To back up a little and probably tell you things I’ve already told you … I was born with lipedema which morphs into lymphedema as age progresses, causing varicose veins, ruined knees, major swelling, etc. (Such fun.) I also was born with scoliosis, and other back problems then came along for the ride, one of which is spinal stenosis. Now that’s a real fun one … prevents walking, a biggie. Other major things happen as you get older because spinal nerves are being impacted.
Truth is, I’ve lived way too long. I really thought I would be outta here before those nerves got into a tangle. Never thought I’d live to almost 90. Now I’ve got to deal with it. There’s more …I can’t breathe … was just diagnosed with pulmonary fibrosis and pulmonary hypertension. Oh, and that’s not all … add congestive heart failure to that, and even more attacks from lymphedema on now my whole body, torso, arms, more on already deformed legs, and, oh my tummy looks like I’m overdue pregnant with quads. All of this swelling makes the skin very tight and painful.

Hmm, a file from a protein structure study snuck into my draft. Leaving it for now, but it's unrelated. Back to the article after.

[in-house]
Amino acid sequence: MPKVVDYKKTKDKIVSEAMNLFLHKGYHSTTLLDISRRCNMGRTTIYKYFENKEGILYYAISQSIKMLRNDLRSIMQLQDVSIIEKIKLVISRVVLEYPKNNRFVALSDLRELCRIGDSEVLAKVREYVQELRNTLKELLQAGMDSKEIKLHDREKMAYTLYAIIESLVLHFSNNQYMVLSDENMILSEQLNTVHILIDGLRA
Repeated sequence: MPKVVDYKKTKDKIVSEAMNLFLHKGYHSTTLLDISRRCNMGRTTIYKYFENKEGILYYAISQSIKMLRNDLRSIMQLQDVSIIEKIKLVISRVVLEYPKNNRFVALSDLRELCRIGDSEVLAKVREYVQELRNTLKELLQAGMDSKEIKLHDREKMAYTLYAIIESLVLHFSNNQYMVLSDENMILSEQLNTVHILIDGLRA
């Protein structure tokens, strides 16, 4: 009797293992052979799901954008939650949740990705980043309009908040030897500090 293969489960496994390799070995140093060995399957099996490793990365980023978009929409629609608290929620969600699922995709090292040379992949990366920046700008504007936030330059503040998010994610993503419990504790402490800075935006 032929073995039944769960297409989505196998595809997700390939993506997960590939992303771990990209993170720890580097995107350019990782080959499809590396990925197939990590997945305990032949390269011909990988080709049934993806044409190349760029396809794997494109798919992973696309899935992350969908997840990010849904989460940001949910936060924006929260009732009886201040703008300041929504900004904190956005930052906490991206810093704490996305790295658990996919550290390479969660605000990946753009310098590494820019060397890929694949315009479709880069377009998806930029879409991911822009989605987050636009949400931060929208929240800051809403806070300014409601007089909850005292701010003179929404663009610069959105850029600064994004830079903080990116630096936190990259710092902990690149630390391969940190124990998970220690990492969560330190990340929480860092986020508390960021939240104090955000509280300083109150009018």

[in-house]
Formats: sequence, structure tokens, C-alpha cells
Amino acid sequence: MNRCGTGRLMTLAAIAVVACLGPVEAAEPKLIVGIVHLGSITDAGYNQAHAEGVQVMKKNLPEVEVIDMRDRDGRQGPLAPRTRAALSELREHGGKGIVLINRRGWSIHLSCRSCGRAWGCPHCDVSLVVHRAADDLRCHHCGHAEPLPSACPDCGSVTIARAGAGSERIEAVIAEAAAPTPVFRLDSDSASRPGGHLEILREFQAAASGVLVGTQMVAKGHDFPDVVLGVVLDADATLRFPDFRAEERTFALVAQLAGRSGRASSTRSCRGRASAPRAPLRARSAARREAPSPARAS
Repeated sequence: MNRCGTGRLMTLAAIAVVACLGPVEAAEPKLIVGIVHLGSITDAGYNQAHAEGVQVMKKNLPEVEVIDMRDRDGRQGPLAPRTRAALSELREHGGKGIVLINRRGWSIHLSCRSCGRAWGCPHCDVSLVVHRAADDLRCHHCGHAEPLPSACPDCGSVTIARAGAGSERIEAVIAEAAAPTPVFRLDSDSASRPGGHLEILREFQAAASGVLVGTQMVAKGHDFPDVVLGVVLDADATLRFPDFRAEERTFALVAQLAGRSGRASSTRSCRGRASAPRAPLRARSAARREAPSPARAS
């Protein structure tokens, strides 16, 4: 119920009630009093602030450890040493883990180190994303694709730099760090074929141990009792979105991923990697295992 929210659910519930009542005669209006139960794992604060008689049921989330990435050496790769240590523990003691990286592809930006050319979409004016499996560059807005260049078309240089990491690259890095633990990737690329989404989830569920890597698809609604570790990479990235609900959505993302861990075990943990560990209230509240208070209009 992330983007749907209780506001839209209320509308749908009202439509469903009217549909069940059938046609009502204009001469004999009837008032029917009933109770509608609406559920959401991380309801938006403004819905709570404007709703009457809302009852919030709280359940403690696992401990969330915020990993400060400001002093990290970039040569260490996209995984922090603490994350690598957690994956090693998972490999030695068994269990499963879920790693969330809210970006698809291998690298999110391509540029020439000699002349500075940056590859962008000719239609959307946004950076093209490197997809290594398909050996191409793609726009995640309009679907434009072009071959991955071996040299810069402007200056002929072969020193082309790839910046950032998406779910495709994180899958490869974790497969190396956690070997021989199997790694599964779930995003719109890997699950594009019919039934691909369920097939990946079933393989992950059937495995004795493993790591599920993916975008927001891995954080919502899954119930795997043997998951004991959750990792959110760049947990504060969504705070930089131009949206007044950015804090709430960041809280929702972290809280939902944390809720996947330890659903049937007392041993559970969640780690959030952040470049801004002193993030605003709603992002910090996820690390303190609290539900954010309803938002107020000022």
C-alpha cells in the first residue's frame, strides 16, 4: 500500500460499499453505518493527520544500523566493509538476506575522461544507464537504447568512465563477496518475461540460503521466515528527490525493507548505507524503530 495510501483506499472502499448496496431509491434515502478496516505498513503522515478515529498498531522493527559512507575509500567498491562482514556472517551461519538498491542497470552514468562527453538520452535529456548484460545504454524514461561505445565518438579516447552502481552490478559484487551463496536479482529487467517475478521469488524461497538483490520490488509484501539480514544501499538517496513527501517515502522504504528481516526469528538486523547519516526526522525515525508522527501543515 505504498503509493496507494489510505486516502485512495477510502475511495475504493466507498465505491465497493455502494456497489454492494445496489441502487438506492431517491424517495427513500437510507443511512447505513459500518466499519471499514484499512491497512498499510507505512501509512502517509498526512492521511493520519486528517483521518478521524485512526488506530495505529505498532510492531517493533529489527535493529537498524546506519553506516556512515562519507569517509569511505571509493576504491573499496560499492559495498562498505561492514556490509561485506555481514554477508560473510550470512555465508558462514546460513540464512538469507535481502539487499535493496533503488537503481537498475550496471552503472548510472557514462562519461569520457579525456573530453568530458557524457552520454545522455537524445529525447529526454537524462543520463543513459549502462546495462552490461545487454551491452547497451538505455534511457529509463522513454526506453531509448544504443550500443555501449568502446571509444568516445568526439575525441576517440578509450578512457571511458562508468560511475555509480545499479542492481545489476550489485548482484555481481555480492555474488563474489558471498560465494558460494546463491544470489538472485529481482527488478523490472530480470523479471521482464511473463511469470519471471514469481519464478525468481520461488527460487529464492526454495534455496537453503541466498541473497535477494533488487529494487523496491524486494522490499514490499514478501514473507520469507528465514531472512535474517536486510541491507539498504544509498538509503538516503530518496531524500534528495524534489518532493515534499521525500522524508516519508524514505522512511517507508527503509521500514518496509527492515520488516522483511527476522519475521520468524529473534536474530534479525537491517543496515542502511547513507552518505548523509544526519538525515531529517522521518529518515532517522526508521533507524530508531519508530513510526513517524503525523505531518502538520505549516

This body is worn out …I hurt almost everywhere … and, frankly I don’t want to be saved and will NOT go to a hospital. I always wondered what would take me out, and now I guess I know, but it’s so many I don’t know which one will do the deed! Was hoping for a quick heart attack … or slipping away in my sleep somehow.  
That said, I’m ready to go and am begging my beloved grandmother, my Mammy, to please come and get me. That probably won’t work, so don’t get out your crying handkerchief just yet. If I’d been smart, I would have somehow gotten something long ago to take to stash away until I wanted it, but just couldn’t imagine living this long.